To give people of the region a "big picture" view of the area's challenges through conversations and printed media so they are better informed when making decisions that affect their lives
What has been most instrumental to your progress?:
Gatherings of economic developers: Getting the region’s economic developers into the same room to dive deep into meaningful conversation about the topics that are affecting their communities has been the part of our work that has led to the
most progress. The Northeast Regional Economic Developers group has already established a rapport, and participants view one another as part of a network, but having them take part in deeper conversations has led to better insights.
Expanding the reach of Dakotafire magazine allowed the conversation to essentially reach 50,000 households for the first three Prairie Idea Exchange issues. This at the very least put issues of leadership, building up Main Streets, and connecting farms and communities on the radar of a broad segment of South Dakota households. But for those who did more reading and participating in those conversations, the issues may have done even more—increasing the understanding of what is happening in their communities and why it’s happening, and encouraging them to believe solutions for communities like theirs
The careful facilitation, or hosting, of the Prairie Idea Exchange conversations has been essential to their success. Just bringing people together into the same room isn’t a guarantee of good conversation. Getting to conversations that matter requires careful preparation in terms of finding good questions (the kind that people don’t have “canned” answers for, that people actually have to carefully consider) and setting good ground rules for how the conversations will take place—making sure all voices are heard, and that people are listening for understanding and not involved in a debate.
Key lessons learned:
Conversations that lead to deeper insight rarely happen online. And, in fact, we haven’t had much conversation at all online where we designated it to happen (in our online forum space), and the conversation we have witnessed has happened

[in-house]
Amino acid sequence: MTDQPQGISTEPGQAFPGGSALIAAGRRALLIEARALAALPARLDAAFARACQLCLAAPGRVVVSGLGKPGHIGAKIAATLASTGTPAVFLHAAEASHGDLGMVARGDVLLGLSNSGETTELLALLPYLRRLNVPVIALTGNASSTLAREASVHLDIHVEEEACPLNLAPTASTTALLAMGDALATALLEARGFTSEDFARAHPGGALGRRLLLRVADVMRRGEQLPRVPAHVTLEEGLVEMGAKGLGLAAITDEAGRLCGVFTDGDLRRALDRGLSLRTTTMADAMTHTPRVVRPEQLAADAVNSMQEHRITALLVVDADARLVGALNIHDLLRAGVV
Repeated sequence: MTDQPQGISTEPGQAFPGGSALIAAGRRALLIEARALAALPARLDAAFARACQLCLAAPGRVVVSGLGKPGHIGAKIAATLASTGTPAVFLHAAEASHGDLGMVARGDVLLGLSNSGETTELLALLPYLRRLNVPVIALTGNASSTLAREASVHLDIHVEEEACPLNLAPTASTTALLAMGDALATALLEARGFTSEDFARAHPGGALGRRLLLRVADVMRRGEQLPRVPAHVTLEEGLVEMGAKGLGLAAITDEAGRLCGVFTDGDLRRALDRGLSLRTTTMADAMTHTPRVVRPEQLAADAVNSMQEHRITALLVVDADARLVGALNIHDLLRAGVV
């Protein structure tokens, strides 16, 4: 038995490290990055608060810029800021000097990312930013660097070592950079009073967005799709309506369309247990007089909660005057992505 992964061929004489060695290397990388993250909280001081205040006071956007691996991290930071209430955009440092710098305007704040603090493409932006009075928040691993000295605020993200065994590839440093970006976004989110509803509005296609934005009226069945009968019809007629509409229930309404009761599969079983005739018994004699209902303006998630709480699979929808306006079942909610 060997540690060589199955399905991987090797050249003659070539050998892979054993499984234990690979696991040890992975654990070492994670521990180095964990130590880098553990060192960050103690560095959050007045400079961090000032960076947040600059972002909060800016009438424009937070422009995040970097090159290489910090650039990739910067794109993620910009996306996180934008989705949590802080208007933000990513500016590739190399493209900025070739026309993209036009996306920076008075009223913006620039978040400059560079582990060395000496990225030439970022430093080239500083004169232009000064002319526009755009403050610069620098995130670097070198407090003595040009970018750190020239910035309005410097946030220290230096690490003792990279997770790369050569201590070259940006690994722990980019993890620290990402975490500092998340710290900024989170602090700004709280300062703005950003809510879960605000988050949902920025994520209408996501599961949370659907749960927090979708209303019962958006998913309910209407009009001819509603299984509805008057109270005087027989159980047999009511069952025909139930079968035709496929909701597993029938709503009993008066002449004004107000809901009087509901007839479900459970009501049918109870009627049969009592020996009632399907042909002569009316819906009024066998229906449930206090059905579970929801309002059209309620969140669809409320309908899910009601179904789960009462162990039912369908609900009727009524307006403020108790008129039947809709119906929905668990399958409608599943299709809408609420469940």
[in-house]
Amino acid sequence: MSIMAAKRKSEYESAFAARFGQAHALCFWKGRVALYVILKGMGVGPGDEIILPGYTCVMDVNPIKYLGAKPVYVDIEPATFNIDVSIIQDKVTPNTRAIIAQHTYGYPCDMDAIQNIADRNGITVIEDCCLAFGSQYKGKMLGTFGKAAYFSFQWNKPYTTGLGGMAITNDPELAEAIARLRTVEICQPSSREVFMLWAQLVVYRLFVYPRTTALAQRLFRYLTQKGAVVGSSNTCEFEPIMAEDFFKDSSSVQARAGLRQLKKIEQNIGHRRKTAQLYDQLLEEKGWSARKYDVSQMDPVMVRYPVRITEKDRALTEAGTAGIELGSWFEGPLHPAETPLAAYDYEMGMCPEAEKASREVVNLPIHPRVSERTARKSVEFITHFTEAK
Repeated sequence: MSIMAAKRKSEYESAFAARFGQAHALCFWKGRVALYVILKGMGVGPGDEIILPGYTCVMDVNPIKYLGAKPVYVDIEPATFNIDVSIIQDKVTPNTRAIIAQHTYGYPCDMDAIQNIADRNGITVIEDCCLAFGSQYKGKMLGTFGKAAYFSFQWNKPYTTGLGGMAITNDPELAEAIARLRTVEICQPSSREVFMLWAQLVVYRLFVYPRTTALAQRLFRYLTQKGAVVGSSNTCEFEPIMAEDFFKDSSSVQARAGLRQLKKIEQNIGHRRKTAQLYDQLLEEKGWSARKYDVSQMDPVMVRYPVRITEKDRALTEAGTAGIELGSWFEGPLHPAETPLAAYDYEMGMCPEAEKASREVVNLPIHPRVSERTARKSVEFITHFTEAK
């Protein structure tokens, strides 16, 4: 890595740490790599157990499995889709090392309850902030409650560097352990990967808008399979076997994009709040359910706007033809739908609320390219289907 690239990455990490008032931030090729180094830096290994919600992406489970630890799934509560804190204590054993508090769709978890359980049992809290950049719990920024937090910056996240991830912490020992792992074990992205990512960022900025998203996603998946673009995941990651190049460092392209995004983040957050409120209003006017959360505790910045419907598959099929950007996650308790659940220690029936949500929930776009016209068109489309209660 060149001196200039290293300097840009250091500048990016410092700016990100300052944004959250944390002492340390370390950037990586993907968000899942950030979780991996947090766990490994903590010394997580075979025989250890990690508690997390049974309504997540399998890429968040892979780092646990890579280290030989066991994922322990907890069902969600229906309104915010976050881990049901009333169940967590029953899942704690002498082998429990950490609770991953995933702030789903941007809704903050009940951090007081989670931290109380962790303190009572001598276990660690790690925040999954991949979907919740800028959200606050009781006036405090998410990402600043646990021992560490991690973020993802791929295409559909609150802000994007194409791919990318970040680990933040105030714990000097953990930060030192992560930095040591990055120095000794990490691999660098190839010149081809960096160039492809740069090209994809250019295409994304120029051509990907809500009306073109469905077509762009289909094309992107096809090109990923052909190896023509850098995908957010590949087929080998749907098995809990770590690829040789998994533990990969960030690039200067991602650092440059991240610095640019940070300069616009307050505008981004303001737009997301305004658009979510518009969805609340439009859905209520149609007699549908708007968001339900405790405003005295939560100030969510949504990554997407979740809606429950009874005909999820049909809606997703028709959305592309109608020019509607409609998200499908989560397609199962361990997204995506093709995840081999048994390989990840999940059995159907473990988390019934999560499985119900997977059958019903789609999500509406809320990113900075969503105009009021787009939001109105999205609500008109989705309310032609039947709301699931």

instead within people’s own social circles on Facebook—places where people are speaking to their own “echo chambers.” Maybe we could have found more success if we’d devoted more resources to hosting conversation in the online space, but it’s likely that it would have been harder for conversation agreements to hold when you can’t look people in the eye. The better conversations have happened in person.
We have not had the success we’d hoped in signing up the economic development corporations to become fiscal sponsors of Dakotafire; we did gain two community sponsors, but that was out of a pool of about 20. This would have supported
Dakotafire past the PIE grant period, including having regular Dakotafire Cafes in those communities. This is despite the support that the economic developers themselves have for Dakotafire and the benefit they’ve reported from the PIE process; their boards have not seen the benefit in investing in it. We will have to explore other options to sustain our presence in those communities.
Reflections on inclusive, collaborative or resourceful problem-solving:
Resourceful – We are encouraging people in the state to see one another as resources, and to bring their knowledge and experience to the table so that others may learn from it.
Other key elements of Community Innovation:
Good conversations. Insightful, deep learning requires the creation of spaces where people are willing to share, and more importantly, willing to listen.
Understanding the problem:
We identified a need to think regionally in the face of common challenges. Our last event will address this topic specifically. In the meantime, we have learned that as a group, we really have most of the information and insight we need. A quote I saw
recently applies: “The future is here. It’s just not evenly distributed.” Many of the ideas that will help move the region forward are already being tried in some communities. That learning needs to have a way to be distributed more broadly, so those ideas can be tried, tested and refined.
If you could do it all over again...:
I’d advise myself to rethink assumptions about cost. We could have stretched our dollars further, and perhaps continued our expanded reach for another issue, had we pursued lower-cost methods of printing earlier.
One last thought:
We have found success with the Prairie Idea Exchange process, but based on anecdotal evidence, I don’t know that we have enough energy behind it to sustain it beyond the grant period. Perhaps people have been willing to participate in these conversations because the project was for a limited time period. We plan to do a survey of participants at our last event in December to get some more official feedback on what people thought about the project overall.